The House on Wednesday overrode Gov. Rod Blagojevich’s changes to ethics legislation that would ban any governor from accepting political donations from businesses that hold state contracts worth more than $50,000. The Senate must agree to override those changes, or else the whole thing dies.
It gets hairy because there’s a time limit involved. But there’s also an argument about whether the state Constitution requires the Senate to act within 15 days of the House action — or whether the 15-day clock starts only after the Senate convenes session and reads the House bills into record.
Cindy Davidsmeyer, spokeswoman for Senate President Emil Jones Jr., said today that the president’s staff believes the chamber has 15 days once the Senate reads the actions into record, which would not be done until after the November elections.
Article 4, Section 9 of the State Constitution reads:
(c) The house to which a bill is returned shall immediately enter the governor's objections upon its journal. If within 15 calendar days after such entry that house by a record vote of three-fifths of the members elected passes the bill [which the House did with ethics legislation and other bills Wednesday night], it shall be delivered immediately to the second house. If within 15 calendar days after such delivery the second house by a record vote of three-fifths of the members elected passes the bill, it becomes law.
The House delivered the ethics bill to the Senate today. Steve Brown, spokesman for House Speaker Michael Madigan, said: “We have no comment. It’s up to the Senate.”
Patty Schuh, spokeswoman for Senate Minority Leader Frank Watson, said this has never happened in the Senate before. By interpreting the Constitution in a “unique” way, she said, the leadership is jeopardizing the ethics reform. Ultimately, the legislation could land in court and further delay the implementation of the contribution limits. “In the meantime, the fundraising machines keep rolling."
Ann Lousin, a 1970 constitutional convention delegate, a former House parliamentarian and a current law professor at the John Marshall Law School in Chicago, agrees with the Senate’s interpretation. Although she disclaimed that she has not been a House parliamentarian since January 1975, said she recalls, “The House is not the House unless it’s in session.” It follows, she said, that if the Senate is not in session, then it cannot receive the bills acted upon by the other chamber. She compared it to getting a letter on Sunday, which you can’t actually receive until the post office opens for business Monday.
Charlie Wheeler, longtime Statehouse reporter for the Chicago Sun-Times and current director of the Public Affairs Reporting program at the University of Illinois at Springfield, said while the more logical argument would be that the clock doesn’t start running until the message has been read into the record, the interpretation could be argued either way.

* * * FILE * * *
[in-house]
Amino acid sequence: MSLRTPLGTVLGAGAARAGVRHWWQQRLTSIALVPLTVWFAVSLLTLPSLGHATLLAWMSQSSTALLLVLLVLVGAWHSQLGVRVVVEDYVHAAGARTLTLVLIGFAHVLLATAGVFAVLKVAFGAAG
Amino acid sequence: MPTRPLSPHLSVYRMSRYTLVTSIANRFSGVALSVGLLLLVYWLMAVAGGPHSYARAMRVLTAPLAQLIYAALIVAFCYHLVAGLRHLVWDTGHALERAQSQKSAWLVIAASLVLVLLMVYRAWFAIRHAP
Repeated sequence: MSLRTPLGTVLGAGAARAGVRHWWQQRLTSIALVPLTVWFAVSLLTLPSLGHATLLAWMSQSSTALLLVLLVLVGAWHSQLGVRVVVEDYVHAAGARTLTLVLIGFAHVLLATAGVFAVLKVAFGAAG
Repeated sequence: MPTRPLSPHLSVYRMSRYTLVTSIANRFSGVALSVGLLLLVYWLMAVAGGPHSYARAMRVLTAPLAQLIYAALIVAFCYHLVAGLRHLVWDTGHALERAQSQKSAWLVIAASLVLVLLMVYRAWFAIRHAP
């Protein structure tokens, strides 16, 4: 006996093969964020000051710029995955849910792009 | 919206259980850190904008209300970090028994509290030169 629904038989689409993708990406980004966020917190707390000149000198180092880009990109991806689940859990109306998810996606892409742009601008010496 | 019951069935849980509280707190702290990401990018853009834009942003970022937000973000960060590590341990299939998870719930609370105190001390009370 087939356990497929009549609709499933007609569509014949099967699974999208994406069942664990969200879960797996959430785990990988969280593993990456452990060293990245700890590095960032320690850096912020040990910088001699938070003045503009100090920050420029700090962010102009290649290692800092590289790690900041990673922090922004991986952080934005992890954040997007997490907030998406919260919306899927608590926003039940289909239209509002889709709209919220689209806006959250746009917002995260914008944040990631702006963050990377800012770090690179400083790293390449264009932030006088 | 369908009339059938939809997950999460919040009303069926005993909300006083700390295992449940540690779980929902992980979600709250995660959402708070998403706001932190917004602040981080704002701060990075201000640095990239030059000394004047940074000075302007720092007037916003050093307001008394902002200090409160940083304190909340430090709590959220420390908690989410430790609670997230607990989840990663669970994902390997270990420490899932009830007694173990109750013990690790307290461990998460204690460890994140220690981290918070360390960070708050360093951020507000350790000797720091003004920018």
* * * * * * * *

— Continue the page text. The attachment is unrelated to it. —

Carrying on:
Someone would have to sue and argue that they’re being harmed in some way by the contribution limits, and he said that most likely would have to be a business that holds a big contract with the state and wants to donate to the officeholder.
What’s clear, he said, is that in the few decades he’s followed state government, these “nitty gritty, ministerial type of questions” never came up because there always was an understood protocol and a certain degree of civility. “In my mind, it’s just another indication of the unprecedented breakdown in the kind of basic cooperation and mutual decency that you need for an organization, and in this case, the organization being the General Assembly, to function smoothly.”
Cindi Canary, director the Chicago-based Illinois Campaign for Political Reform, has been one of the driving forces behind the contribution limits. She said she does not intend to “lie down and accept Emil Jones’ rule by fiat.” She said the bill is far from dead. Here’s the rest of her e-mail:
I have consulted with at least half a dozen attorneys today, and they are pretty evenly split on whether the clock starts now or can be delayed until the Senate returns. The only thing that they agree on is that this has never been litigated, so it is a gray area. I, for one, have no interest in seeing this become the test case.
We know that we have a nexus between large campaign contributions and state contracts, and the Senate has it in its power to enact this workable solution tomorrow. After three years of fighting this battle, I don't understand why, when the legislature knows what to do to address a problem, they continue to let politics and ego trump effective government. The bill is far from dead, but it is disheartening that another round of games playing has been proposed by President Jones.